Mobile technologies will revolutionize shopping behavior. It’s up to marketers to determine how they will leverage new opportunities or play catch up for the next ten years. If every CMO had an MM, “mobile mentor,” companies could develop a strategy that anticipates and moves in harmony with what is new, mobile and influential.

It is more likely that there will be Monday morning quarterbacking in real time. If someone is willing to refer to consumers as “zombies looking for the lowest price” it’s an indication of how little regard there is for the sophistication that is building on the consumer side of the cash register. That attitude will keep the company in the dark, perhaps putting them in the cemetery of retailers that used to be.

Fabien Tiburce
Guest
Fabien Tiburce
10 years 5 months ago

Mobile and social marketing are just new means of reaching customers. In their respective eras, “revolutionary” mediums like television, radio and newspapers before it served the same purpose. As Marshall McLuhan reminded us, the medium is the message meaning the message/pitch should be adapted to each medium to be most effective (don’t sell/pitch on the mobile the way you sell on the web, don’t sell on the web the way you sell in print, etc…). BUT…the end goal of reaching out and engaging customers hasn’t changed all that much!

I would also argue that the fundamental value proposition of an in-store experience and in-store merchandising hasn’t also changed. A large majority of purchase decisions are still made at the point of purchase and the wise retailer will undoubtedly invest in mobile and social marketing but continue to focus on in store promotions and the point of sale shopping experience for the customer. The more things change, the more they stay the same.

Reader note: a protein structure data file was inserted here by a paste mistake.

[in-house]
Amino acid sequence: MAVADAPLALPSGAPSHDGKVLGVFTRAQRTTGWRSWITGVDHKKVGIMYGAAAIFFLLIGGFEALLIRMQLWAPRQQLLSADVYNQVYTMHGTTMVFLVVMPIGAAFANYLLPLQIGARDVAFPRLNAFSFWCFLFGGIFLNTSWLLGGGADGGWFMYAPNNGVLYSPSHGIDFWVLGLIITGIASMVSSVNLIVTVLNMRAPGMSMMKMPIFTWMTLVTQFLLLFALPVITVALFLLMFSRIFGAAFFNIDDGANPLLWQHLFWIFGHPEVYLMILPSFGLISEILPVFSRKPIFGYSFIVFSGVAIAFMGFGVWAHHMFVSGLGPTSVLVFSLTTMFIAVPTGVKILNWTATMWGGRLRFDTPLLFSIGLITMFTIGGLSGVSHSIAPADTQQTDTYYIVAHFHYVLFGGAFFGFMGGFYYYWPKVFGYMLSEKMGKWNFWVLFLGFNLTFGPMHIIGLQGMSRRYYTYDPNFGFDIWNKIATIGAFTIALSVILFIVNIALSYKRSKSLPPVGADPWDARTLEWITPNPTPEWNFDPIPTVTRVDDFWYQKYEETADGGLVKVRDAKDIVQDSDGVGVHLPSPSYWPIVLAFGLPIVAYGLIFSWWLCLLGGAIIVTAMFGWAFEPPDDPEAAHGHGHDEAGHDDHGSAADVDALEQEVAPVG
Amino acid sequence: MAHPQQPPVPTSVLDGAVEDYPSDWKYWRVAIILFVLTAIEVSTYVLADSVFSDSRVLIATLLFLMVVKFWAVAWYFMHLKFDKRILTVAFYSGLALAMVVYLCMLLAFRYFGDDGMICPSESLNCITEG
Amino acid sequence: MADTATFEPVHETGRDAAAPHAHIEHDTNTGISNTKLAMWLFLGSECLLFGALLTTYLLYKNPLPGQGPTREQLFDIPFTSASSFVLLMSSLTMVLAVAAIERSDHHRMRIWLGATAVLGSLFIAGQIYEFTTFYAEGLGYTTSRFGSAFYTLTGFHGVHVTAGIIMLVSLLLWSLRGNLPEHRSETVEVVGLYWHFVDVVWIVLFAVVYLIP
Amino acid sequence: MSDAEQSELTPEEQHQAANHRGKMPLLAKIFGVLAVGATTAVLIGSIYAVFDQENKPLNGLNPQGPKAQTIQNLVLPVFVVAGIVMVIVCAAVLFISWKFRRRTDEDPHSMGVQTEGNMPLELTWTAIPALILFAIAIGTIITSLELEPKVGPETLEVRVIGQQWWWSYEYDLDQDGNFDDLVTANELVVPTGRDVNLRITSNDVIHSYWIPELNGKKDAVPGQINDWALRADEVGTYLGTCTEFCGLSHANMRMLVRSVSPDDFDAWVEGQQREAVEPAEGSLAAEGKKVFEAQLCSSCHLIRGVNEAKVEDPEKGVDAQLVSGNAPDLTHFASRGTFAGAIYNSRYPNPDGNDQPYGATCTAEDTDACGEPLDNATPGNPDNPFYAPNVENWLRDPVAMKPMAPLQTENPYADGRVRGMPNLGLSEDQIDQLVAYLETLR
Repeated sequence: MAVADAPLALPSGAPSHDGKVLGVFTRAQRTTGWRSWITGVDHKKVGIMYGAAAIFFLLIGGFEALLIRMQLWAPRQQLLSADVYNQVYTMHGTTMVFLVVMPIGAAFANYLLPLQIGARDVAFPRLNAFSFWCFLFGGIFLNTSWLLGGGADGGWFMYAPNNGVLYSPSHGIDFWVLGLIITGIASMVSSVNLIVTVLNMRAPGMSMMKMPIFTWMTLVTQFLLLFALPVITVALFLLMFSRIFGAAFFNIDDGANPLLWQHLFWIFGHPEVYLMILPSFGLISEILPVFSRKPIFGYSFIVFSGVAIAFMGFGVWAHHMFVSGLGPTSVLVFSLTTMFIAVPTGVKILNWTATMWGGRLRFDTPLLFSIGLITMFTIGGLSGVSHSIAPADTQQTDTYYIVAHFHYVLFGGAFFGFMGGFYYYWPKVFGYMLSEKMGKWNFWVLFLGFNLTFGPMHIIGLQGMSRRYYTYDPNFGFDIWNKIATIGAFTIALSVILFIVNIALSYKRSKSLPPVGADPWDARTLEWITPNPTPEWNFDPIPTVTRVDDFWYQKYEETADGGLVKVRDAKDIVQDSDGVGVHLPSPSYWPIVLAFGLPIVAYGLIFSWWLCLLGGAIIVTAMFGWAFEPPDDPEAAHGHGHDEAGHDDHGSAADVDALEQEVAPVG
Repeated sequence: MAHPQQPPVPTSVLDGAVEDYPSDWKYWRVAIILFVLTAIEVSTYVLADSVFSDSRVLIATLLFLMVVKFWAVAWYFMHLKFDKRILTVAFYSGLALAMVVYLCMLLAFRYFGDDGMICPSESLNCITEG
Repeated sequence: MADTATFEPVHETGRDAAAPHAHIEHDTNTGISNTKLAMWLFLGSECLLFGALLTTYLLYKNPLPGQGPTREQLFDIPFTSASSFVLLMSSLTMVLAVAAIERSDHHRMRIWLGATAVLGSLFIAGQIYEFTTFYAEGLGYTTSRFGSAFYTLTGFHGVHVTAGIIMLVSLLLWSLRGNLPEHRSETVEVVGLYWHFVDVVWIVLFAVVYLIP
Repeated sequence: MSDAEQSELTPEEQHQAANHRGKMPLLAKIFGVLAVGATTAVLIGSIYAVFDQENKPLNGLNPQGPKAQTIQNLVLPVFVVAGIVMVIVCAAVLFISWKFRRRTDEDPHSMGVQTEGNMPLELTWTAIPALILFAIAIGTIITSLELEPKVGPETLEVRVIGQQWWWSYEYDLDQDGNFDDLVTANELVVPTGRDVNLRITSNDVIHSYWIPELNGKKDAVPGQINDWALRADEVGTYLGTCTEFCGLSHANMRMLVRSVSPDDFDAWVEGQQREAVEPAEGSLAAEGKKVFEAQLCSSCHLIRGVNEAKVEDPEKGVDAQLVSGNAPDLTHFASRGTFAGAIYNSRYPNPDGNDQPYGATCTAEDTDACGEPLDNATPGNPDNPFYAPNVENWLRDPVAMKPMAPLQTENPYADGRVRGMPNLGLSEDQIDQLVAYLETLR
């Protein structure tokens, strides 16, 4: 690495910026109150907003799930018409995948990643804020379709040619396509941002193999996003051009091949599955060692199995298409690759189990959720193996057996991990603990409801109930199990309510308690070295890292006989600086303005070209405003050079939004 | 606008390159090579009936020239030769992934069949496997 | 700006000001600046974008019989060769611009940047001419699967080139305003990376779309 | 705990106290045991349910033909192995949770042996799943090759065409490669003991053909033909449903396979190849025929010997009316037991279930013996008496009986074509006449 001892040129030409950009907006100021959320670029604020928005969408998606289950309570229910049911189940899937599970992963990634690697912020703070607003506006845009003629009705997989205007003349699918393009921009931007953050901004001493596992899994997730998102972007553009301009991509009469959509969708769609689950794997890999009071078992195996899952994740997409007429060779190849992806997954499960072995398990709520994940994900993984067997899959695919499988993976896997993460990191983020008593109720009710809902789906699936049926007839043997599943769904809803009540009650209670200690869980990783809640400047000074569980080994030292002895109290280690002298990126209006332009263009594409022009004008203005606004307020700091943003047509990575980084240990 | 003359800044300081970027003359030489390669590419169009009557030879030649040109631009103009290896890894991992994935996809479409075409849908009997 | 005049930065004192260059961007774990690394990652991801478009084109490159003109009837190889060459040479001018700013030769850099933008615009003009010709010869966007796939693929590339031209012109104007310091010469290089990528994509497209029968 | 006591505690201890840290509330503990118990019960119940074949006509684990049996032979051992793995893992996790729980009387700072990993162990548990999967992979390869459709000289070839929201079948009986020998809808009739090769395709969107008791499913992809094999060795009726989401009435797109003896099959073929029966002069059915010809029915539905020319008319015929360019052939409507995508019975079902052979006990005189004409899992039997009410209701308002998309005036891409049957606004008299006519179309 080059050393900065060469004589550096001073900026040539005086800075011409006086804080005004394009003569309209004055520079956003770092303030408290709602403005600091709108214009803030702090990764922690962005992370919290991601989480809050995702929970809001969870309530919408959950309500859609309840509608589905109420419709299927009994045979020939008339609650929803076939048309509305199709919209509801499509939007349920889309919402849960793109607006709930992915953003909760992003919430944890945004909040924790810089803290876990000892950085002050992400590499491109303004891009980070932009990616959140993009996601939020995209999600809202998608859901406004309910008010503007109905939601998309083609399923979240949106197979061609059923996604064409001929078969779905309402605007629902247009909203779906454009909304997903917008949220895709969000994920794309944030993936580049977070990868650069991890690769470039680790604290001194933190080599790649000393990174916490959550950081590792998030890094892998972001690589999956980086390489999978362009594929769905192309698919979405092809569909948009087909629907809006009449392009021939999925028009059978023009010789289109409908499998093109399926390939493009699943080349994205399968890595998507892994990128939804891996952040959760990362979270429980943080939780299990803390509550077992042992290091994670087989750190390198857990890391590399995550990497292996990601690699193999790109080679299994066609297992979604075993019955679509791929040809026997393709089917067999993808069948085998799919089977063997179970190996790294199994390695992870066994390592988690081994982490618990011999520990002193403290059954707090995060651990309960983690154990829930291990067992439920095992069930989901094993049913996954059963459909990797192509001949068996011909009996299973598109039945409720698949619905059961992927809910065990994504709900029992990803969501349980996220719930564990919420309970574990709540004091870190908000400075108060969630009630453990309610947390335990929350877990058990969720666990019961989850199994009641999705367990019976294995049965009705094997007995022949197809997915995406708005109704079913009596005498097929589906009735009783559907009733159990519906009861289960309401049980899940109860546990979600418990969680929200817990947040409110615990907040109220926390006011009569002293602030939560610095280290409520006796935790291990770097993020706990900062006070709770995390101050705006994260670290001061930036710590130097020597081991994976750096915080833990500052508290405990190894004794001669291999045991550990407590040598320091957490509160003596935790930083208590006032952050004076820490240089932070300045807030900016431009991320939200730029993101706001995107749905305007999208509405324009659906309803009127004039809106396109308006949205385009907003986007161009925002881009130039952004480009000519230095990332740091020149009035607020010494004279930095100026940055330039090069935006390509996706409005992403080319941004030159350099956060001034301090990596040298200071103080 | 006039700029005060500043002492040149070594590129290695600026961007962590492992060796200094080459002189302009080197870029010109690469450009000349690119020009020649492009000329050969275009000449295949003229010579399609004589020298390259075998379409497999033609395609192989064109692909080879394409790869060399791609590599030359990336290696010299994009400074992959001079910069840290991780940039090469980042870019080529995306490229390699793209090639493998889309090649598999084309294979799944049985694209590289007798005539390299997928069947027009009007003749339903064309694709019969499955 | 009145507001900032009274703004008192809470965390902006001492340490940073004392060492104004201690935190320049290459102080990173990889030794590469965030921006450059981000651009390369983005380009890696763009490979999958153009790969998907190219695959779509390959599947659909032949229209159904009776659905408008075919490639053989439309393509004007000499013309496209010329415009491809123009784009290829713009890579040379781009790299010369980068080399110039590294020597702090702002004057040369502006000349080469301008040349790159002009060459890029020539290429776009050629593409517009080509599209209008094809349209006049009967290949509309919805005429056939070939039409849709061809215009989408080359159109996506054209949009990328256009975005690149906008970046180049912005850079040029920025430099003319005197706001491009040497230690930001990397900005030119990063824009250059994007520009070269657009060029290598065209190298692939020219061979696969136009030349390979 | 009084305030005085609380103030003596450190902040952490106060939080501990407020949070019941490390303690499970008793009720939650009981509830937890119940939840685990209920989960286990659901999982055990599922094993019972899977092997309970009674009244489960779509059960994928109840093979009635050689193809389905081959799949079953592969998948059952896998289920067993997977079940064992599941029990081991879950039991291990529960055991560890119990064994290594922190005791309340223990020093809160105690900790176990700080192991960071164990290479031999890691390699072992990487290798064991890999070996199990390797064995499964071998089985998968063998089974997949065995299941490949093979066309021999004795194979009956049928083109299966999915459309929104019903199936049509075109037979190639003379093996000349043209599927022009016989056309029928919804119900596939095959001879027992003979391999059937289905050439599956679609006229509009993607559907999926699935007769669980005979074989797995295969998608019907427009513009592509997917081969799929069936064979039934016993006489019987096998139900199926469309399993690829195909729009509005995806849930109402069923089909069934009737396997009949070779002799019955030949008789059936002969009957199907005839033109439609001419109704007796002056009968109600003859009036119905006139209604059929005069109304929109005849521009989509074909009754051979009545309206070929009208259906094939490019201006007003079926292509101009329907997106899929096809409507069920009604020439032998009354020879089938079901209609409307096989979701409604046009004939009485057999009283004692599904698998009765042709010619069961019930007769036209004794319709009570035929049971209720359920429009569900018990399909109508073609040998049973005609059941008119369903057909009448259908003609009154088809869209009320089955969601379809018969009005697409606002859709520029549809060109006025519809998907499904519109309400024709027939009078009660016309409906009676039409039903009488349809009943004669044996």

David Biernbaum
Guest
10 years 5 months ago

Mobile Marketing might be part of an answer to rejuvenate trade promotions, however, in any case trade promotions are very unprofitable and non productive for many consumer packaged goods (CPG.)

The fact of life is that trade promotions have become a necessary evil for many CPG because retail chains often demand a significant trade spend for CPG to remain on the shelves and in the planograms (POG.)

While most trade promotions are based on price reductions many CPG and retailers are not served well by promoting all CPG the same way. It’s like square pegs in round holes and a waste of money for many CPG. Ironically, the cost of wasteful trade spending actually affects the everyday cost of CPG to the consumer.

James Tenser
Guest
10 years 5 months ago
For those shoppers who embrace smart phones, mobile apps could help close the loop between trade promotions in the store and direct-marketing-like personalization. The potential is intriguing; the methods are still being invented and worked out. Some mechanisms are fairly easy to accomplish–such as placing QR codes (2D bar codes) on posted signs so shoppers can capture offers with their camera-enabled phones for later redemption by scanning the phone’s screen at the checkout. A clunky method, but it works today. Other, permission-based interactions promise more automation behind the scenes, such as close integration with frequent-shopper card programs for targeted offer distribution. Some offers may be communicated in the store using SMS messaging (“texting”), triggered by the phone’s proximity. Apps incorporating electronic coupon “wallets” are likely to follow. For higher-consideration purchases, shoppers are beginning to use apps for on-the-spot competitive price research. This may affect how some trade deals are structured. Some manufacturer-funded price incentives may be offered for very brief durations – like Black Friday only, or until the first 50 units are sold in… Read more »